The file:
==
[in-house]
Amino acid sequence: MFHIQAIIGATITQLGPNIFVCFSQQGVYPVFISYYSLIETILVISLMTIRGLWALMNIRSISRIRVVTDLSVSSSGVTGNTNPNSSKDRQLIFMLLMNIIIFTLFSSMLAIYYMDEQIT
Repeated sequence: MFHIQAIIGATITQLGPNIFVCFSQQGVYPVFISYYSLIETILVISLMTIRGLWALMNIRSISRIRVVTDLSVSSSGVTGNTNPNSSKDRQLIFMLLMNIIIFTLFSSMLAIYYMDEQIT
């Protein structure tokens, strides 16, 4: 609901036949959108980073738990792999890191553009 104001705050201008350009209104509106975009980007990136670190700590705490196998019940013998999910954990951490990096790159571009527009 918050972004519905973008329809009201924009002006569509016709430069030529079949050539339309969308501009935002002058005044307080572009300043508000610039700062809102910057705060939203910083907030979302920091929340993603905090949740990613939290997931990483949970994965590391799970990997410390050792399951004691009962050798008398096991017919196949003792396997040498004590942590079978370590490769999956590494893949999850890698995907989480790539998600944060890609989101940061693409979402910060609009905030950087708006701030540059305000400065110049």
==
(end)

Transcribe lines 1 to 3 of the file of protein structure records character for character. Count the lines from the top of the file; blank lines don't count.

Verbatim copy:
[in-house]
Amino acid sequence: MFHIQAIIGATITQLGPNIFVCFSQQGVYPVFISYYSLIETILVISLMTIRGLWALMNIRSISRIRVVTDLSVSSSGVTGNTNPNSSKDRQLIFMLLMNIIIFTLFSSMLAIYYMDEQIT
Repeated sequence: MFHIQAIIGATITQLGPNIFVCFSQQGVYPVFISYYSLIETILVISLMTIRGLWALMNIRSISRIRVVTDLSVSSSGVTGNTNPNSSKDRQLIFMLLMNIIIFTLFSSMLAIYYMDEQIT